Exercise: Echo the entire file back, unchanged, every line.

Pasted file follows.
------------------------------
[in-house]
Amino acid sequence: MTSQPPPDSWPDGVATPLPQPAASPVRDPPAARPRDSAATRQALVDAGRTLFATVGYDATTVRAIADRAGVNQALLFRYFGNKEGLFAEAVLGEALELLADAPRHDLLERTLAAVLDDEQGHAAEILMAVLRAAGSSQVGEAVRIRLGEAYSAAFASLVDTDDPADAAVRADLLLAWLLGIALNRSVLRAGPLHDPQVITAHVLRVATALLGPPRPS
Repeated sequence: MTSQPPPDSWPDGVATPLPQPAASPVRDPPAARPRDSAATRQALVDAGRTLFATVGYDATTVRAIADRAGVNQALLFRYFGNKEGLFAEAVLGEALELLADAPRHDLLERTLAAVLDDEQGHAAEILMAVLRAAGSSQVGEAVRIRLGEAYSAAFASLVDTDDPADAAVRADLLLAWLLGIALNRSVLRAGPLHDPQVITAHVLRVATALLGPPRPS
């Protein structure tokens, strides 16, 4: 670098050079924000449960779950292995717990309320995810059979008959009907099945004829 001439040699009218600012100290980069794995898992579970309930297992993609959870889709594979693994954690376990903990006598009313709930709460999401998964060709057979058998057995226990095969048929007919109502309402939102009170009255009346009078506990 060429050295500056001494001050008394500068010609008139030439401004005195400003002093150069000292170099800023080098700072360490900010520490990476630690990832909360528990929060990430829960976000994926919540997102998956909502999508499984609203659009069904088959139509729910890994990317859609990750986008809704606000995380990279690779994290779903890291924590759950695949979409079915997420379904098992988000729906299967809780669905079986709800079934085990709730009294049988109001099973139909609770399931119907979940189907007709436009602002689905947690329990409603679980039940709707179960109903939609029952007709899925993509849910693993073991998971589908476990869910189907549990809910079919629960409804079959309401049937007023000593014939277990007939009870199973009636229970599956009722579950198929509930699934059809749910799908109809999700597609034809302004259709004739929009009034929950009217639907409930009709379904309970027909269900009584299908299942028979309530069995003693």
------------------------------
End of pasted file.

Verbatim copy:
[in-house]
Amino acid sequence: MTSQPPPDSWPDGVATPLPQPAASPVRDPPAARPRDSAATRQALVDAGRTLFATVGYDATTVRAIADRAGVNQALLFRYFGNKEGLFAEAVLGEALELLADAPRHDLLERTLAAVLDDEQGHAAEILMAVLRAAGSSQVGEAVRIRLGEAYSAAFASLVDTDDPADAAVRADLLLAWLLGIALNRSVLRAGPLHDPQVITAHVLRVATALLGPPRPS
Repeated sequence: MTSQPPPDSWPDGVATPLPQPAASPVRDPPAARPRDSAATRQALVDAGRTLFATVGYDATTVRAIADRAGVNQALLFRYFGNKEGLFAEAVLGEALELLADAPRHDLLERTLAAVLDDEQGHAAEILMAVLRAAGSSQVGEAVRIRLGEAYSAAFASLVDTDDPADAAVRADLLLAWLLGIALNRSVLRAGPLHDPQVITAHVLRVATALLGPPRPS
């Protein structure tokens, strides 16, 4: 670098050079924000449960779950292995717990309320995810059979008959009907099945004829 001439040699009218600012100290980069794995898992579970309930297992993609959870889709594979693994954690376990903990006598009313709930709460999401998964060709057979058998057995226990095969048929007919109502309402939102009170009255009346009078506990 060429050295500056001494001050008394500068010609008139030439401004005195400003002093150069000292170099800023080098700072360490900010520490990476630690990832909360528990929060990430829960976000994926919540997102998956909502999508499984609203659009069904088959139509729910890994990317859609990750986008809704606000995380990279690779994290779903890291924590759950695949979409079915997420379904098992988000729906299967809780669905079986709800079934085990709730009294049988109001099973139909609770399931119907979940189907007709436009602002689905947690329990409603679980039940709707179960109903939609029952007709899925993509849910693993073991998971589908476990869910189907549990809910079919629960409804079959309401049937007023000593014939277990007939009870199973009636229970599956009722579950198929509930699934059809749910799908109809999700597609034809302004259709004739929009009034929950009217639907409930009709379904309970027909269900009584299908299942028979309530069995003693």